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Rabbits/Ruby and her hock abscesses


Dear Dana,
Please help me!!!
My bunny lady Ruby was diagnosed with a bacteria called sphingomonas paucimobilis after taking a culture. The vet put her on 1ml of bactrim per day. The abscesses did not go away and grew much larger, so the vet decided to surgically flush it with saline.
He then told me to spray twice a day Vetericyn spray on it. No word about keeping it soaked or open or giving her any pain meds. She first ate well right after surgery, but the last 2 days after surgery she seems to be miserable and does not want to eat much. I also suspect she has some sort of racer burn. I also just saw a new abscess forming and puss is coming out. This is 3 days after surgery. Iím furious. I ask why she can't be put on a painkiller, and he said he can't dose it. She weighs 8 lb and is a French angora. My vet is not an exclusive exotics/bunny vet and I might feel like I want to switch, since it does not look any better, but worse. I think he does this whole treatment wrong. I heard now from everywhere that the wounds need to be kept open and soaked and treated with various things and nobody seems to give bactrim to any bunny. Is there anybody that can help me? I was also told that Manuka honey is very good. Please help; I don't want my big girl in ANY discomfort. She also will not put any weight on this foot. It looks horrible....Please respond back to

Dear Jennifer,

I agree with you:  You need to find a vet who is more experienced with rabbits.  Bactrim is going to be pretty much useless against something like this.

Pain management is CRITICAL for rabbits.  Shame on the vet for saying he "can't dose it".  Can't he look it up, or find a colleague for a reference?

Metacam and Tramadol are both excellent for pain, and the combination of both can give your girl a lot of relief.  If your vet can't get a dose, please find another vet, or write to me at and I can provide you with more information from professional formularies.

A more serious antibiotic is likely to be needed here.  Sphingomonas paucimobilis is a common soil bacterium, and more of an opportunistic pathogen than a common one.  Oddly, (in humans, at least), this bacterium most often causes infections acquired in a hospital setting.  Leads me to wonder if there has been contamination.  But the most important thing is:  how is it effectively treated?

Because the hock and foot are not as vascularized as some other areas, there could be a problem with systemic antibiotics actually reaching the infection.  This is why a poultice might really help.  Manuka honey or other hyperosmotic sugar solution (e.g., 50% dextrose) might be helpful.  But the leg must be cleaned and re-wrapped at least twice a day for this to work, as the key is to keep the bacteria in the wound overloaded with the hypertonic honey/sugar so that they become desiccated and die.  It's a purely physical mechanism.  If you leave the poultice unchanged too long, it can actually *promote* bacterial growth by providing the bacteria with a less concentrated source of organic nutrients.  :(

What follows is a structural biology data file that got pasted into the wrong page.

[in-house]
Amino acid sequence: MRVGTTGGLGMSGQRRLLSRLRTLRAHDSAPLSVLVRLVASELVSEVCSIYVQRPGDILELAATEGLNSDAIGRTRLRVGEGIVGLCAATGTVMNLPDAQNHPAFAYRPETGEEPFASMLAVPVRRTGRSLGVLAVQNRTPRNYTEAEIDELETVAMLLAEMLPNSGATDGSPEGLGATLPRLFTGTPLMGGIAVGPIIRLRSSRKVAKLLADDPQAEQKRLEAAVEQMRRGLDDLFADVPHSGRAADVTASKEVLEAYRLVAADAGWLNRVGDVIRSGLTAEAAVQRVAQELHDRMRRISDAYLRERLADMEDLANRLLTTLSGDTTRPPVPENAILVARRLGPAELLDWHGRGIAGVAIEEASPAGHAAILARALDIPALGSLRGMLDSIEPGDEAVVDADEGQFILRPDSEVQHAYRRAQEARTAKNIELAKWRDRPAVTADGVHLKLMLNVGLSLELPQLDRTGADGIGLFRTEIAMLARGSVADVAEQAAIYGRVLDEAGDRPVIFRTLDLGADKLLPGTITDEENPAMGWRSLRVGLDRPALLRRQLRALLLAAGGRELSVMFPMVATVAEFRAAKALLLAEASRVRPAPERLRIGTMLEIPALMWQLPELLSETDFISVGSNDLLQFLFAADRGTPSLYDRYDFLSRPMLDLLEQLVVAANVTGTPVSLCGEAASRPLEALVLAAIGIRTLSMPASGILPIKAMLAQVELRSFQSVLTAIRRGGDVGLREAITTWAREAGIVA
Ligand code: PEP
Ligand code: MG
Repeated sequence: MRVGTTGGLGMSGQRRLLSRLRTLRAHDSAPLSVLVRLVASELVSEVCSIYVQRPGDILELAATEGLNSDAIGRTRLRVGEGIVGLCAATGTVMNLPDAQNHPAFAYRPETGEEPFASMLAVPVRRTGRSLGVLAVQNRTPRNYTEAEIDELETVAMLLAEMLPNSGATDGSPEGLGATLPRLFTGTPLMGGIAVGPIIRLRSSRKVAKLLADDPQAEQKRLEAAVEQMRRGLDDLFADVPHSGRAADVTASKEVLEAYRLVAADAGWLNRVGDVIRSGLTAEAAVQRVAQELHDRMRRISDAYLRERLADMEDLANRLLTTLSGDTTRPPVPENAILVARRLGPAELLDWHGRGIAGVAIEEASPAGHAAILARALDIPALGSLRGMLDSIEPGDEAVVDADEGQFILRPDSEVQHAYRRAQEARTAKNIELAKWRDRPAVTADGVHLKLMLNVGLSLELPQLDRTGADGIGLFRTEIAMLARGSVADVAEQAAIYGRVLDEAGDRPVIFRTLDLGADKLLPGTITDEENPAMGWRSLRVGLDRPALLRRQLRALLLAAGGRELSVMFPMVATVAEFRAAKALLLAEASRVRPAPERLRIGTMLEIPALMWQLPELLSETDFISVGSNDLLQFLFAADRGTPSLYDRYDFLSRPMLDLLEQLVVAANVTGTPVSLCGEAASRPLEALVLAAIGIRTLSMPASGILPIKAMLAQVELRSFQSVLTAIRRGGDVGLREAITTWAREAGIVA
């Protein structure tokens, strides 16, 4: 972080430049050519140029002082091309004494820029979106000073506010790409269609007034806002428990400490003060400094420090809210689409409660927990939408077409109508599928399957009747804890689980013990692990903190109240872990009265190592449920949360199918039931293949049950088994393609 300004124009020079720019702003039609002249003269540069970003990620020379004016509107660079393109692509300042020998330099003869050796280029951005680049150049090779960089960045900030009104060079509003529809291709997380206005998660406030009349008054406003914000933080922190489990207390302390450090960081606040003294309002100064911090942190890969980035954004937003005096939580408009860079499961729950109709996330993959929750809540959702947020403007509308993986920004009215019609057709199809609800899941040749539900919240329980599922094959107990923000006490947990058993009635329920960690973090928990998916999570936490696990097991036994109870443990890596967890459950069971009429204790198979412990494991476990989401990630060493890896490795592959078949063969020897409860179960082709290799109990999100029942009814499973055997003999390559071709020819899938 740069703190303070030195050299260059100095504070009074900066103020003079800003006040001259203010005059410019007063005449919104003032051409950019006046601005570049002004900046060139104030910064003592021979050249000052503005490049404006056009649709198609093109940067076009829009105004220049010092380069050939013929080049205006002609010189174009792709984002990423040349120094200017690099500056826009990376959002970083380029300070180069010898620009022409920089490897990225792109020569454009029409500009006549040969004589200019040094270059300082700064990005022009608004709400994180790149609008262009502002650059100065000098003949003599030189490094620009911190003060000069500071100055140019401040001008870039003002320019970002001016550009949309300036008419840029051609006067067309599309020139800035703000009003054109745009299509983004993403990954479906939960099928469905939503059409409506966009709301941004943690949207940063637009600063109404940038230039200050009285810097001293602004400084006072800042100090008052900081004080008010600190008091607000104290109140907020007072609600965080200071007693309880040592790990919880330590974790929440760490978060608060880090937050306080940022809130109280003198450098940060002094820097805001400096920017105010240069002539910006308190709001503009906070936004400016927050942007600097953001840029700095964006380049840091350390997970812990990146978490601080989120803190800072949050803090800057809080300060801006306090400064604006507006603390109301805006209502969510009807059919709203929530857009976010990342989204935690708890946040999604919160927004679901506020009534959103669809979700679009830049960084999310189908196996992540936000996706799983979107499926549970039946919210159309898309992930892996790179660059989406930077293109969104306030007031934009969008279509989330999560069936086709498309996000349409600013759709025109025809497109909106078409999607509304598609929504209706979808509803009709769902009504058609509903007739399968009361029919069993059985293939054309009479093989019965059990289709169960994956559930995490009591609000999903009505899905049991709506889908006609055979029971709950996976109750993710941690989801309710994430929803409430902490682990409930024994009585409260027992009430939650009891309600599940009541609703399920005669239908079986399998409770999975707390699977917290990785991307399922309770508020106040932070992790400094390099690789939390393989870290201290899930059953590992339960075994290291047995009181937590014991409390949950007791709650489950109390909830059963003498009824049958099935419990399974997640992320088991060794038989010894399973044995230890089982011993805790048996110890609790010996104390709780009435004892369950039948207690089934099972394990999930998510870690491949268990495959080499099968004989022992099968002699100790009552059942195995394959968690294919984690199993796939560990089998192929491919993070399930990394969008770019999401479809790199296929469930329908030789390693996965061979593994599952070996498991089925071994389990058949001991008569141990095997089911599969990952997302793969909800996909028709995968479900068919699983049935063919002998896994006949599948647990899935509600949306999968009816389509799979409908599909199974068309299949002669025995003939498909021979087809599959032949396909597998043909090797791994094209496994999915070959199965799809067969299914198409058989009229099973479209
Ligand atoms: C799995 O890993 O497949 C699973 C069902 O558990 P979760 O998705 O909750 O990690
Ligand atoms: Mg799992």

But it might be worth a try, especially if you are willing to consistently change the dressings to be sure the bacteria are really getting nailed.

Time to find a rabbit-savvy vet:

I hope this helps.



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Dana Krempels, Ph.D.


I've lived with companion rabbits for more than 35 years, and consider them members of my family. I can answer any questions about the biology and health of rabbits, from the commonplace to the unusual. But please note:

RULE #1:

Find a rabbit vet at for immediate help, and don't risk your bunny's life by spending time asking questions online! If you can't get in touch with your vet, read these Emergency Sick Bunny Instructions.

If you have found a wild baby rabbit, please read these EMERGENCY INSTRUCTIONS FOR WILD BABY RABBITS and then use this link to FIND A LOCAL WILDLIFE REHABILITATOR who can give you the right advice.

RULE #2:
Help me help you! Please make your subject line informative if you have an urgent question. then LET ME KNOW IN THE SUBJECT LINE so I can give your question highest priority over non-urgent questions. If you don't do this, then I can't guarantee timely assistance!

For all the best, most accurate rabbit health, care and behavior information, visit The House Rabbit Society.


I have been rescuing and rehabilitating domestic and wild rabbits for about 30 years. I have written articles for many rabbit rescue publications, as well as for the veterinary journal, Exotic DVM. I own EtherBun, the internet's largest listserve dedicated to health, care, and behavior of domestic rabbits.

Houserabbit Adoption, Rescue, and Education, Inc. (H.A.R.E., Inc.) president National House Rabbit Society (Board member)

Exotic DVM
Warren Peace (Journal of the House Rabbit Society of Miami)
Various newsletters of the House Rabbit Society, nationwide

Ph.D - Biology
B.S. - Biology
B.A. - English

Awards and Honors
Lightspan Academic Excellence Award for web site on rabbit health and biology

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